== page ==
Note: My original conclusion for this blog post was incorrect. In this post I erroneously mistook Transcranial Magnetic Stimulation with regular Magnothrapy. Please see my full retraction at the bottom of this post.
I was flying back to Perth from Melbourne last night and I was listening to an episode of The Naked Scientists when they suddenly got onto the topic of Magnotherapy.
Also in the news this week, researchers have shown that you can knock migraines on the head with a magnet. Dr. Richard Lipton is a neurologist at the Albert Einstein College of Medicine. He’s based in New York and he is with us now. Hello, Richard. –The Naked Scientists
I immediately recognised the Pseudo-Science that was about to follow and they did not disappoint. Like all other forms of magnotherapy this one is also bogus. The only sources I can find for curing migraine with magnets are the alternative medicines sites, which are of course selling the product.
Chris – So in your study, you were asking, can a pulse of magnetism alter the outcome of someone seeing initially these auras. Does it prevent them going on to get a headache?
Richard – Well, the method we used is called transcranial magnetic stimulation. It’s a method that’s been around for 30 years. The idea is that if you apply a powerful magnet to the surface of the skull, the magnetic field penetrates through the skull into the brain and induces a small amount of current flow and depending on where you do it and when you do it, that can have either diagnostic or therapeutic applications.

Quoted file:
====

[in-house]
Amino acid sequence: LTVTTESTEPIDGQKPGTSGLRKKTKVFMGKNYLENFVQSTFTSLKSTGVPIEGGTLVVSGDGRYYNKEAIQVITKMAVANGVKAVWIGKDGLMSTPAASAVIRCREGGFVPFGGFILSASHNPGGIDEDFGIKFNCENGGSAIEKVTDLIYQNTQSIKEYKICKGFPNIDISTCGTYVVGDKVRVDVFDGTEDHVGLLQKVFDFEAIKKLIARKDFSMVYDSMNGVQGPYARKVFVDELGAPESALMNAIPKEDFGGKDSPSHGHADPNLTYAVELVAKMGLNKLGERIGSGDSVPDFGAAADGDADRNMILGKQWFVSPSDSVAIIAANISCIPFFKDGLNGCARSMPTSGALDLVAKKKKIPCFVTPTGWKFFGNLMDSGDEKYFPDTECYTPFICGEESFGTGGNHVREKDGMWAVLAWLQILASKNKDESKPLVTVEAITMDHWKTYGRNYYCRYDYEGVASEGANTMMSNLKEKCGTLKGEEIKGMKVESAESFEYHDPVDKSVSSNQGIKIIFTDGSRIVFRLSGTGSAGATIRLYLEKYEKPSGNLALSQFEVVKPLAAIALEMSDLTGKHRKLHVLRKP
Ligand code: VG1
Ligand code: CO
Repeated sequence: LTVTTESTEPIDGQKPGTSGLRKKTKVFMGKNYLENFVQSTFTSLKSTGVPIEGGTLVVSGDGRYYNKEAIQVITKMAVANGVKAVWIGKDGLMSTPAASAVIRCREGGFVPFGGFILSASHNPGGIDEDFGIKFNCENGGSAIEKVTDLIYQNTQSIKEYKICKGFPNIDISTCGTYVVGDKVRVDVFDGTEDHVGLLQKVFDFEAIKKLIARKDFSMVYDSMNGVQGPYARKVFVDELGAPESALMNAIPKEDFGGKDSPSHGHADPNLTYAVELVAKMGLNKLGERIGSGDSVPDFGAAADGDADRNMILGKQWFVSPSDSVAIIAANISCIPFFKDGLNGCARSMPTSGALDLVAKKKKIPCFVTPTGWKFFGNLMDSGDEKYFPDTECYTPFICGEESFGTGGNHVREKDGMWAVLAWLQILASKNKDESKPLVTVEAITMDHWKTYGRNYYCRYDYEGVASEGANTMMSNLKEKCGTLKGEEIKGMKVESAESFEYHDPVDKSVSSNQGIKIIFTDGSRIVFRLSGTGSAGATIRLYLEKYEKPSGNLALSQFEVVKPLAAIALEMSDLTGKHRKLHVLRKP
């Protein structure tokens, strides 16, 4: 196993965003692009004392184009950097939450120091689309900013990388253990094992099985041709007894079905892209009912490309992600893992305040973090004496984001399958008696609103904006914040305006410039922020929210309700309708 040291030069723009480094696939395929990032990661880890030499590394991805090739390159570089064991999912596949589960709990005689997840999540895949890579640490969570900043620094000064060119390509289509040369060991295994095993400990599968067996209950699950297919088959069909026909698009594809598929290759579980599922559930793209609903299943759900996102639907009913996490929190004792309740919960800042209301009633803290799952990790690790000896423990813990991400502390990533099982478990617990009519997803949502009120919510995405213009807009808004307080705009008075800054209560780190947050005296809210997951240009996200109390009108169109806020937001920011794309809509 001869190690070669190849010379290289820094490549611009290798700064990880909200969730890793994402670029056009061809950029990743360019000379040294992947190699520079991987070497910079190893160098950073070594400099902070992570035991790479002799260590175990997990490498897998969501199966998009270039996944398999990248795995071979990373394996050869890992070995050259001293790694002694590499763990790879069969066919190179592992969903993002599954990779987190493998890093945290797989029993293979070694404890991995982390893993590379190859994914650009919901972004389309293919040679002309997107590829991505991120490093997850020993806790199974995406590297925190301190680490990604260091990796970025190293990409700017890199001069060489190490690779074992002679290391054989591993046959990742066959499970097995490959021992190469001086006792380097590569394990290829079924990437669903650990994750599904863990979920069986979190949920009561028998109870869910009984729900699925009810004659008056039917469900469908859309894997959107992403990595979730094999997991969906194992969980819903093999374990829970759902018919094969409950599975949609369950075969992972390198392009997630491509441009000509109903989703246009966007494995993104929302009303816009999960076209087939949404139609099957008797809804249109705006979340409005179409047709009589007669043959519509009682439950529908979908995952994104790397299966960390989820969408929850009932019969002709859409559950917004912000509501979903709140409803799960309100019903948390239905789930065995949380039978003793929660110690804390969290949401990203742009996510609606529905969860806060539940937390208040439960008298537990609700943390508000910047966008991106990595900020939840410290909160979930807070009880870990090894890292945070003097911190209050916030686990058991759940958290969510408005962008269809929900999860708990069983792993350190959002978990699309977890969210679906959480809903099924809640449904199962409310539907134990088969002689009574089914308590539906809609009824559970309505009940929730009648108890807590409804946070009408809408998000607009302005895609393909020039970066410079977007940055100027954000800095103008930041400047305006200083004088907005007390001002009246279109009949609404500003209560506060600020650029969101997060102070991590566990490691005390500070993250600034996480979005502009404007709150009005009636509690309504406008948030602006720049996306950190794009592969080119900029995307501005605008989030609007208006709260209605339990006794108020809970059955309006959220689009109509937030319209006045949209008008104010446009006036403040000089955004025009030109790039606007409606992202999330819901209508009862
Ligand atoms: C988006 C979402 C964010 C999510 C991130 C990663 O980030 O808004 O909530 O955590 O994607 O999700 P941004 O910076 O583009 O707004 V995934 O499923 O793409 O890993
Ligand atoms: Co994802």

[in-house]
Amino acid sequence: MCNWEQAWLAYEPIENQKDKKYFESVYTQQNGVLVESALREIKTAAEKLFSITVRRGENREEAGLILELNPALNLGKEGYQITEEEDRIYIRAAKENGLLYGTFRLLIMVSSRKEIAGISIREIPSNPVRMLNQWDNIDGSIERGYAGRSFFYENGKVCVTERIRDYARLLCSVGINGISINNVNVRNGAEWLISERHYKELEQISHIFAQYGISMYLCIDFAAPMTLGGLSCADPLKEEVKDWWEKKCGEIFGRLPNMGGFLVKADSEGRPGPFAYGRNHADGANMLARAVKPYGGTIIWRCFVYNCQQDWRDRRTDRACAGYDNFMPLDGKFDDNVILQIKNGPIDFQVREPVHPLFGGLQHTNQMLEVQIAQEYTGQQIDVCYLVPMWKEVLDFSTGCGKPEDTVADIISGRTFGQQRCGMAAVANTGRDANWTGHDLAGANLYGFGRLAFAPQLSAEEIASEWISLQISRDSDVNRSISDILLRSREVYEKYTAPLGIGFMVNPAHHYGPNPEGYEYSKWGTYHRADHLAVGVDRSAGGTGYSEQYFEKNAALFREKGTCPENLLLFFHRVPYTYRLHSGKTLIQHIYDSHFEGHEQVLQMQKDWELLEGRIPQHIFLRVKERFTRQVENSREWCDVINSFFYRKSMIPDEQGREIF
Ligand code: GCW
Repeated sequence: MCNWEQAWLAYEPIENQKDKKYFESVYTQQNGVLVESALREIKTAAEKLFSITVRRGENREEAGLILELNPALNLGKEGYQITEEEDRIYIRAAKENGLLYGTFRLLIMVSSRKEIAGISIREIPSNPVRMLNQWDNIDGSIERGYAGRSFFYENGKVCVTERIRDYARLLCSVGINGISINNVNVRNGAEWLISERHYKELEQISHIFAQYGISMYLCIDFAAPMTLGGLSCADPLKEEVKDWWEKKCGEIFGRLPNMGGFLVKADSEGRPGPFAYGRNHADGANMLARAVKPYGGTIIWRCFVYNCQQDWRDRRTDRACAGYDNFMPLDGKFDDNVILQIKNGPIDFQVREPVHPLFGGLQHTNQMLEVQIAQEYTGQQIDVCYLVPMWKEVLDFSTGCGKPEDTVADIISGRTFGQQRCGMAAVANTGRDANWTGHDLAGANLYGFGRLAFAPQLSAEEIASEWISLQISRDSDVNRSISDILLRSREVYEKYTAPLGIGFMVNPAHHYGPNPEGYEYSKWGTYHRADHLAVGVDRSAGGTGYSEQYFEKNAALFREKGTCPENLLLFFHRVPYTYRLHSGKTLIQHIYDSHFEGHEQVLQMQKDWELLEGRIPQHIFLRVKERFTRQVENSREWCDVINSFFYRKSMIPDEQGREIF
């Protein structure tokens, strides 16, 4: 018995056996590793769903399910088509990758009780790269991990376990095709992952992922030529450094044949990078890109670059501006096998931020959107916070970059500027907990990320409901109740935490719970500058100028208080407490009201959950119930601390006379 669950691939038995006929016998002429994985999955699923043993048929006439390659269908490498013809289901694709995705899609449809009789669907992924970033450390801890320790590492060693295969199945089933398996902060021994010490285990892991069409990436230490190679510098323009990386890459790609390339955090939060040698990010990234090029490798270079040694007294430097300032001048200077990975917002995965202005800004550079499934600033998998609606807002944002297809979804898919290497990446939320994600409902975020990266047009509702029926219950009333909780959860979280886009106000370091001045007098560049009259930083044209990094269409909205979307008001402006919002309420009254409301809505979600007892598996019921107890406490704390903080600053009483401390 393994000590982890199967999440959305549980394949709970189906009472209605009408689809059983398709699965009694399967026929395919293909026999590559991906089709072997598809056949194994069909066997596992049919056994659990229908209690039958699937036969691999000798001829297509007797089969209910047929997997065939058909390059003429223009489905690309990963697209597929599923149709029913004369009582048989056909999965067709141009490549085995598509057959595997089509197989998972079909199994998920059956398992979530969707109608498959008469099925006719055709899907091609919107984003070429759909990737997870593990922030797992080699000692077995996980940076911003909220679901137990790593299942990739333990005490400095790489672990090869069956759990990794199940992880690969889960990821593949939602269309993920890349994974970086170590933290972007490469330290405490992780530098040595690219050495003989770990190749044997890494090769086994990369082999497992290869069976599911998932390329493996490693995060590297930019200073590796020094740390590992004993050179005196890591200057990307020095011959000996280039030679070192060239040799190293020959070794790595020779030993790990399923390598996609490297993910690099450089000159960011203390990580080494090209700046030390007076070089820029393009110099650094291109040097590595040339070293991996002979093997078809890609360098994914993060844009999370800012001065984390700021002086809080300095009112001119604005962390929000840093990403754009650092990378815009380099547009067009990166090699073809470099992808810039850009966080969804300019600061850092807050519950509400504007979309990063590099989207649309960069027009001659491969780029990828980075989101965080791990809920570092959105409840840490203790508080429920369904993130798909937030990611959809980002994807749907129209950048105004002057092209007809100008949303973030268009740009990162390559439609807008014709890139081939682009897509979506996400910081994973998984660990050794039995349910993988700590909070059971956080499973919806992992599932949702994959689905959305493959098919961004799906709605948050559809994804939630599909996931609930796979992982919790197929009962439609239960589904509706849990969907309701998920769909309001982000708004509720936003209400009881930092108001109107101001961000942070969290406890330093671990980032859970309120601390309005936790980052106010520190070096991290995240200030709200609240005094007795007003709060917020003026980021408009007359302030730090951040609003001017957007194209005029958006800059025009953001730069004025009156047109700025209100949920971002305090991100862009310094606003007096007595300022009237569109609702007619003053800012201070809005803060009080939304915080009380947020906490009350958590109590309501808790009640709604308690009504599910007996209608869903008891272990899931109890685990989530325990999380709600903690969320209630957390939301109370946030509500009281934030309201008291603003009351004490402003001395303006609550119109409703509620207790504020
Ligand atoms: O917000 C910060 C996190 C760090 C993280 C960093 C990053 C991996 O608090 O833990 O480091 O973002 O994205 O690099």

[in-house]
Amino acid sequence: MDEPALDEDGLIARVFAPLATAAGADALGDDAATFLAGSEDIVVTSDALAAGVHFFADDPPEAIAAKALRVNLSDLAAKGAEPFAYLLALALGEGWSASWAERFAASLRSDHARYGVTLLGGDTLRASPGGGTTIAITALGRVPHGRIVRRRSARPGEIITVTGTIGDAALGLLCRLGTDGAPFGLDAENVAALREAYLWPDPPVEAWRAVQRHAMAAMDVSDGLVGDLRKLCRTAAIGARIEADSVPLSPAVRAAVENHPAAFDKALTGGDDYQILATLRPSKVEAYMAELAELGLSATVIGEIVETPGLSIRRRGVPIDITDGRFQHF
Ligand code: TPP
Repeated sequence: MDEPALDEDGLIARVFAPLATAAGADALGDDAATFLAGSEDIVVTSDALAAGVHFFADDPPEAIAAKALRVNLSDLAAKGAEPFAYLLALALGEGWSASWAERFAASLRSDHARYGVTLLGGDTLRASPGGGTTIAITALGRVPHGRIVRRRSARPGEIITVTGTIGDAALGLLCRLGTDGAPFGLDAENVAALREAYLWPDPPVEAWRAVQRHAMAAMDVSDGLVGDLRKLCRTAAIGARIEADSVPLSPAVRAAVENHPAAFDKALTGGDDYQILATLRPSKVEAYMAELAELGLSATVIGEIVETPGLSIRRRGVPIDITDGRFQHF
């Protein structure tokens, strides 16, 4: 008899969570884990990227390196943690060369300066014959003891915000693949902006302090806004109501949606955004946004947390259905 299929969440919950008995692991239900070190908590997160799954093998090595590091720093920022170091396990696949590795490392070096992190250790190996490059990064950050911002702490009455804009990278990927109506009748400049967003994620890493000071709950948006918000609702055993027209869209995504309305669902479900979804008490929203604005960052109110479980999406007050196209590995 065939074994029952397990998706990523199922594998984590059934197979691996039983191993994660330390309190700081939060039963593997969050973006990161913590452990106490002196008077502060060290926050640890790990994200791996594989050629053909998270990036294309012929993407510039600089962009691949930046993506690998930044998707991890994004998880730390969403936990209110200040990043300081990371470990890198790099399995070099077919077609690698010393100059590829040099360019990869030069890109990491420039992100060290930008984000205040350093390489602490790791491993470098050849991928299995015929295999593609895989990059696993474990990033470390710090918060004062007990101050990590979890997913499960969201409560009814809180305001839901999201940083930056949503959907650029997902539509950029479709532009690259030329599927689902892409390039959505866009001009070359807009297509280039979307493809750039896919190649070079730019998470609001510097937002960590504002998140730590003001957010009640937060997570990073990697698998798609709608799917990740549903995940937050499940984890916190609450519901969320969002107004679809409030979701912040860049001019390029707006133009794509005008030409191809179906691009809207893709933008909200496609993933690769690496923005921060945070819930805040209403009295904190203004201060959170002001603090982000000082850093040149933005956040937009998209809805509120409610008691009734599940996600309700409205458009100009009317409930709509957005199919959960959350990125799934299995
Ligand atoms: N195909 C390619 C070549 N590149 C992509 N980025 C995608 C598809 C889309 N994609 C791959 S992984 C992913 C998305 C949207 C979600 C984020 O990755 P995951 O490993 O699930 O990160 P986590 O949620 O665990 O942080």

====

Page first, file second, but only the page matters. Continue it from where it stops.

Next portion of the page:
Magnotherapy has been around for about 30 years but in all this time it has never been proven and like all other Alternative Medicines it has no scientific evidence supporting it’s claim. So why did a credible podcast such as The Naked Scientists report it as legitimate?
Quite simply the producers of the podcast did not conduct their own research into the claims before reporting them as fact. For a “Science” podcast I find this to be fairly irresponsible, it might be acceptable for a regular media outlet to be conned into reporting a fallacy but any show based on science should be treating claims with skepticism prior to reporting them.
When the pseudoscientists and con men are able to trick a credible source, such as a podcast produced by Cambridge University. It highlights the importance of constant vigilance and skeptical awareness. We can never count on others to spot the fallacies for us and should treat all claims with skepticism regardless of the source.
Update on Friday, March 19, 2010 at 10:06PM
It has been brought to my attention that I may have drawn an incorrect connection between Transcranial Magnetic Stimulation and Magno Therapy. I am currently looking further into this and will post a retraction if warranted. Stay tuned, I am working on it and will update as soon as possible. In the meantime if you have any material you would like to share with me on this I can be emailed at:Dan@danscomp.net
Update on Thursday, March 25, 2010 at 9:40PM
It would seem that I erroneously associated Transcranial Magnetic Stimulation with regular Magnothrapy. Dr Steven Novella has written an interesting piece on “Treating Migraine with Magnetic Stimulation”
The new treatment represents yet another approach to using electromagnetism to affect brain function – the use of transcranial magnetic stimulation (TMS). TMS today is used for research – at different frequencies TMS can either induce or inhibit the activity in a focused part of the brain, and the results can be studied to figure out what that part of the brain does.
There is already published research looking at the effects of different frequencies of TMS on the excitability of brain regions during a migraine. A migraine is, in some ways, like a seizure – it is a neurological event involving abnormal activity in certain brain circuits (the trigeminovascular reflex, for example) and also involving hyperexcitability (leading to central sensitization) of certain populations of neurons. This leads clinically to hypersensitivity to sound, light, smell, and touch – which can both trigger and exacerbate a migraine. –NeuroLogicaBlog
Looks like I got this one wrong.